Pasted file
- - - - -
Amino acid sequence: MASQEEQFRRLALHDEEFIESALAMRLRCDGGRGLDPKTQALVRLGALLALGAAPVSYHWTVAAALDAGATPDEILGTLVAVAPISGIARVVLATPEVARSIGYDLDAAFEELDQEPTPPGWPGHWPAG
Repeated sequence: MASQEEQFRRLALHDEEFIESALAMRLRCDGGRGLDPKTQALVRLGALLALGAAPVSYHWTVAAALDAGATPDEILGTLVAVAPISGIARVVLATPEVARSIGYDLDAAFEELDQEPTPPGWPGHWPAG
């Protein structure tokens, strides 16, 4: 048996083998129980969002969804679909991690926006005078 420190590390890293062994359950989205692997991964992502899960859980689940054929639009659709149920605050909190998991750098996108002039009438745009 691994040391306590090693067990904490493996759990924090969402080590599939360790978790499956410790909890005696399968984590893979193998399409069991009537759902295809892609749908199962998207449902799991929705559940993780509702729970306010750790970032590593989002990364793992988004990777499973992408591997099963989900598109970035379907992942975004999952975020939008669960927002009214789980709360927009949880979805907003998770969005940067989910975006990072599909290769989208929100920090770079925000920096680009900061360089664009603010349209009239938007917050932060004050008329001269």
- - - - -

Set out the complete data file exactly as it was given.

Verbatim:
Amino acid sequence: MASQEEQFRRLALHDEEFIESALAMRLRCDGGRGLDPKTQALVRLGALLALGAAPVSYHWTVAAALDAGATPDEILGTLVAVAPISGIARVVLATPEVARSIGYDLDAAFEELDQEPTPPGWPGHWPAG
Repeated sequence: MASQEEQFRRLALHDEEFIESALAMRLRCDGGRGLDPKTQALVRLGALLALGAAPVSYHWTVAAALDAGATPDEILGTLVAVAPISGIARVVLATPEVARSIGYDLDAAFEELDQEPTPPGWPGHWPAG
């Protein structure tokens, strides 16, 4: 048996083998129980969002969804679909991690926006005078 420190590390890293062994359950989205692997991964992502899960859980689940054929639009659709149920605050909190998991750098996108002039009438745009 691994040391306590090693067990904490493996759990924090969402080590599939360790978790499956410790909890005696399968984590893979193998399409069991009537759902295809892609749908199962998207449902799991929705559940993780509702729970306010750790970032590593989002990364793992988004990777499973992408591997099963989900598109970035379907992942975004999952975020939008669960927002009214789980709360927009949880979805907003998770969005940067989910975006990072599909290769989208929100920090770079925000920096680009900061360089664009603010349209009239938007917050932060004050008329001269």